Towering rock formations, colorful slot canyons, and a maze of hiking trails make Zion Canyon the heart of activity in Zion National Park. The Virgin River courses through the green valley floor and painted sandstone cliffs, creating a desert oasis that draws hoards of visitors to the scenic park.
Zion Canyon is the top destination in Utah’s first national park. Most of the attractions are conveniently located along the Zion Canyon Scenic Drive, accessed by shuttle bus during the summer and by car in the winter.
If you’re using the shuttle, hop off at any of the nine stops situated along the route from the visitor center to the Temple of Sinawava. Popular trail options include the watery Narrows, the perilous cliffside trail to Angels Landing, and the Observation Point. Take a look at the Zion website for detailed information on all the trails (distance, elevation change, level of difficulty, and so forth).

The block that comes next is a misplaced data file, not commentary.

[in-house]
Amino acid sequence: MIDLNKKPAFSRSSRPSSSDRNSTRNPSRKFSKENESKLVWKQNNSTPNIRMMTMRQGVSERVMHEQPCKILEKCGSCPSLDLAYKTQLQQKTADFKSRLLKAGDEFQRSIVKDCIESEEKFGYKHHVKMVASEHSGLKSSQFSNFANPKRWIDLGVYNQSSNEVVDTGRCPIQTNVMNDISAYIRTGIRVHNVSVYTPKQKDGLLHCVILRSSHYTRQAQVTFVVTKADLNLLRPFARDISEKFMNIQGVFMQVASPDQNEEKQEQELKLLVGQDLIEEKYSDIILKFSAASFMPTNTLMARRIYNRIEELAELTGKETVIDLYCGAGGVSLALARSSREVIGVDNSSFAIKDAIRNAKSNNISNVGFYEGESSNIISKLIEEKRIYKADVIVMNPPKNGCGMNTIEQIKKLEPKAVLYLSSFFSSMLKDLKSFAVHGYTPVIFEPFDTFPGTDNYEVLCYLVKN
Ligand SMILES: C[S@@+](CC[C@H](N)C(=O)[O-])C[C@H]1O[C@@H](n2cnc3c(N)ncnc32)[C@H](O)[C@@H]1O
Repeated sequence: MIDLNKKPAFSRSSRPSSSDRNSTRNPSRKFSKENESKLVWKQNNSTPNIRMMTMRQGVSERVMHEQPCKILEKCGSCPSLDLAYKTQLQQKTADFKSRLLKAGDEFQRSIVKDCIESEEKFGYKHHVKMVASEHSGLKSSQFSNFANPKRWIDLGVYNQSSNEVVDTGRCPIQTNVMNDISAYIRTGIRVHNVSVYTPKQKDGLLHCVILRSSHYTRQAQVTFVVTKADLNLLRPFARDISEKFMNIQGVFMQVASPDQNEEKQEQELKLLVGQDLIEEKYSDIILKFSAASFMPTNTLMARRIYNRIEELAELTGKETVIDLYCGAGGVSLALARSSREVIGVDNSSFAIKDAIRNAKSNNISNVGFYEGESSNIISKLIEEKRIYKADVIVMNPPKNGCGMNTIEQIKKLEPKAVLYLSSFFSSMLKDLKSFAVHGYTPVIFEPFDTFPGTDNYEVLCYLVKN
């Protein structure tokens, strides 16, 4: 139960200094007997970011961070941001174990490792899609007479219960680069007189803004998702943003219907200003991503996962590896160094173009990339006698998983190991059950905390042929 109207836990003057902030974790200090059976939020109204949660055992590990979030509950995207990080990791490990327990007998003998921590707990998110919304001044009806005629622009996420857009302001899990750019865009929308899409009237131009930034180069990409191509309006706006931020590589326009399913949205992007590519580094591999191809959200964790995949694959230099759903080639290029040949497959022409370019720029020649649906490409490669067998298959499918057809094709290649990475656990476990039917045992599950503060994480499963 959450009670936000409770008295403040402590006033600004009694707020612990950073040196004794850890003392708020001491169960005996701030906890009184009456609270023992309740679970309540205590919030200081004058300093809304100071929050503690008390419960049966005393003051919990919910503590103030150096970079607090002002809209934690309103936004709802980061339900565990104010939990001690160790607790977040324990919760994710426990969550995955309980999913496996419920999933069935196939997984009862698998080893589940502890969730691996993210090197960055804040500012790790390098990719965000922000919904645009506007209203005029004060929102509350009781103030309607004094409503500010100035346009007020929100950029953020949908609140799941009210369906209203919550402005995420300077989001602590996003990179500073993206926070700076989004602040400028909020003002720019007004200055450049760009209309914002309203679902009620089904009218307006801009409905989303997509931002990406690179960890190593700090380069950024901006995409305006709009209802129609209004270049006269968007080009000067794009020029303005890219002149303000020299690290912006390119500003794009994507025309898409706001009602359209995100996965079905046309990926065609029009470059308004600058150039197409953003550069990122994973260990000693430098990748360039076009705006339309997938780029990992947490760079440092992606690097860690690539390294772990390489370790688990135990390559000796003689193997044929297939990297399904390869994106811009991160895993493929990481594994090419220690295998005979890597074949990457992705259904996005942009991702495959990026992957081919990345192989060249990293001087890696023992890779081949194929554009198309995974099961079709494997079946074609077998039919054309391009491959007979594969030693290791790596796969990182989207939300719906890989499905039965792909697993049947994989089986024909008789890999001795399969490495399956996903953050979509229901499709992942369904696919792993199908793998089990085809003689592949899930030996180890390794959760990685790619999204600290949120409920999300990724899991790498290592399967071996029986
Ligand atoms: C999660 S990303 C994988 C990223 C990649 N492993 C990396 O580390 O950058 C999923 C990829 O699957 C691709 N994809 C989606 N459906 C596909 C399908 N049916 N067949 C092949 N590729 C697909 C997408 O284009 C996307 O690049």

Things to Know Before You Go
Zion Canyon can be extremely crowded. Be prepared to wait in long lines for shuttles and on hikes.
The Narrows are accessible only at certain water levels, and may require special gear. Consult with the visitor center before attempting this hike.
The shuttle buses and some trails are accessible to wheelchairs and strollers.
How to Get There
During the high season (April to October), private vehicles aren’t allowed into Zion Canyon. Park in the nearby town of Springdale and take a free shuttle to the park. Once inside the canyon, ride the shuttle from one attraction to the next.
When to Get There
In general, Zion Canyon teems with visitors from April to October. If possible, avoid going on weekends or holidays, and get up early to catch the first shuttle into the park. Or, visit in winter.
How to Beat the Crowds at Zion National Park
The easiest way to beat the crowds is to visit during the off-season. Otherwise, consider staying in Zion Lodge, so you can start exploring early before the shuttle buses arrive. You might also check out some of the lesser-known parts of the park—Kolob Canyons, for example, boasts some of the same geological wonders with way fewer people.